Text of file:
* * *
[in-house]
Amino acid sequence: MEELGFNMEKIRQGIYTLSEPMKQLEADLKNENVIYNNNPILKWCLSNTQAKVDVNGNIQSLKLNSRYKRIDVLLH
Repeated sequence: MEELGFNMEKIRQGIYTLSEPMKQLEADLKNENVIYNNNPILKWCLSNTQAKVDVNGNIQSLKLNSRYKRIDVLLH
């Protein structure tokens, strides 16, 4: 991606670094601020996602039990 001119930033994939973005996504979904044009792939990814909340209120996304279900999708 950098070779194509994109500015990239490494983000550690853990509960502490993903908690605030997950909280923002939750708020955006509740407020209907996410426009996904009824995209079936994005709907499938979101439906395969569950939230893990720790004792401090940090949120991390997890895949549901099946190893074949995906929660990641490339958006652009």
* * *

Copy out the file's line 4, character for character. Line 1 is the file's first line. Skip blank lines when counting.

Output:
């Protein structure tokens, strides 16, 4: 991606670094601020996602039990 001119930033994939973005996504979904044009792939990814909340209120996304279900999708 950098070779194509994109500015990239490494983000550690853990509960502490993903908690605030997950909280923002939750708020955006509740407020209907996410426009996904009824995209079936994005709907499938979101439906395969569950939230893990720790004792401090940090949120991390997890895949549901099946190893074949995906929660990641490339958006652009």